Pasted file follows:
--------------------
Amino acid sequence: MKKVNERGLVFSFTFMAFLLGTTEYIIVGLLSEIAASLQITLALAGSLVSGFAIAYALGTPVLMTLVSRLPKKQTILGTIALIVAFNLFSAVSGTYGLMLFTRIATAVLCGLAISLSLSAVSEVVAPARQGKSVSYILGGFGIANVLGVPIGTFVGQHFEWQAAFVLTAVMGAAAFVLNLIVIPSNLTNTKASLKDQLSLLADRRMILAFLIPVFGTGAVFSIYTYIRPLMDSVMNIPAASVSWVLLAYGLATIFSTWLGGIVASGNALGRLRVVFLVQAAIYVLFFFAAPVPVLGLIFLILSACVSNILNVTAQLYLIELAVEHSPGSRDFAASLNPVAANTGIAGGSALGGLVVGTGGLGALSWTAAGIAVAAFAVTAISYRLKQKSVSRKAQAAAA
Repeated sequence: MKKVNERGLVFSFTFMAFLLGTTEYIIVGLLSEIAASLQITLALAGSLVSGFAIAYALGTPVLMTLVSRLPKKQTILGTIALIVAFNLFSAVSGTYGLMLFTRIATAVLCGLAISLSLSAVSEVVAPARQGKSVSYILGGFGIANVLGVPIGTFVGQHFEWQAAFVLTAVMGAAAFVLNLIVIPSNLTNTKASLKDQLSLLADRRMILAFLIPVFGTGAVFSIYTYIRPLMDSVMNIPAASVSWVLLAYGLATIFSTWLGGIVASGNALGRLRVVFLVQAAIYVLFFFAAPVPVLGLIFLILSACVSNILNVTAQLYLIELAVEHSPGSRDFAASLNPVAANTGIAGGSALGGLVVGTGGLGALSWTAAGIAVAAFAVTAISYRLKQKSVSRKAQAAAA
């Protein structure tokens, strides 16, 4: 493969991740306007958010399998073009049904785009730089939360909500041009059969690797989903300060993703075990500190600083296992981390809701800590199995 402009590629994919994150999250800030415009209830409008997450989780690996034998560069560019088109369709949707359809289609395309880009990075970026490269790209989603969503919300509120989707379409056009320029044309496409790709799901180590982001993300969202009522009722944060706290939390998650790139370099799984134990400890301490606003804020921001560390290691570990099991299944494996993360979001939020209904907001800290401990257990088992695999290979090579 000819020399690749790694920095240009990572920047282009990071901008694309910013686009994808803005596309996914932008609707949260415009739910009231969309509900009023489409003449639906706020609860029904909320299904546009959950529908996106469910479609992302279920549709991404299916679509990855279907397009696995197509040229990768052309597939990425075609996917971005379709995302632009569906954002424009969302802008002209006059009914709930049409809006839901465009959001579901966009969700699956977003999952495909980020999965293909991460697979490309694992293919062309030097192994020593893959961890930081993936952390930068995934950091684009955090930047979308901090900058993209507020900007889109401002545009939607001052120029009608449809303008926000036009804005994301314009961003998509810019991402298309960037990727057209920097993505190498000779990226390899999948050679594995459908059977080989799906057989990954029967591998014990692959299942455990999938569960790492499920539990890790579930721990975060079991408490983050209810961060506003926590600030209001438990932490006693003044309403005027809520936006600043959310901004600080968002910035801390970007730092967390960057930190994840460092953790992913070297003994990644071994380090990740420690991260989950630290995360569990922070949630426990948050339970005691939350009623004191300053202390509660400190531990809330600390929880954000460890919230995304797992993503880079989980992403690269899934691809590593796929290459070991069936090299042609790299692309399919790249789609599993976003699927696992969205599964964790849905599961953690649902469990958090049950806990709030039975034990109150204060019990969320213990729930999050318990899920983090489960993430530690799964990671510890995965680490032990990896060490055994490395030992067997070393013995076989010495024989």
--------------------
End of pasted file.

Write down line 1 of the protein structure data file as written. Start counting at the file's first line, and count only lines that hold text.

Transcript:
Amino acid sequence: MKKVNERGLVFSFTFMAFLLGTTEYIIVGLLSEIAASLQITLALAGSLVSGFAIAYALGTPVLMTLVSRLPKKQTILGTIALIVAFNLFSAVSGTYGLMLFTRIATAVLCGLAISLSLSAVSEVVAPARQGKSVSYILGGFGIANVLGVPIGTFVGQHFEWQAAFVLTAVMGAAAFVLNLIVIPSNLTNTKASLKDQLSLLADRRMILAFLIPVFGTGAVFSIYTYIRPLMDSVMNIPAASVSWVLLAYGLATIFSTWLGGIVASGNALGRLRVVFLVQAAIYVLFFFAAPVPVLGLIFLILSACVSNILNVTAQLYLIELAVEHSPGSRDFAASLNPVAANTGIAGGSALGGLVVGTGGLGALSWTAAGIAVAAFAVTAISYRLKQKSVSRKAQAAAA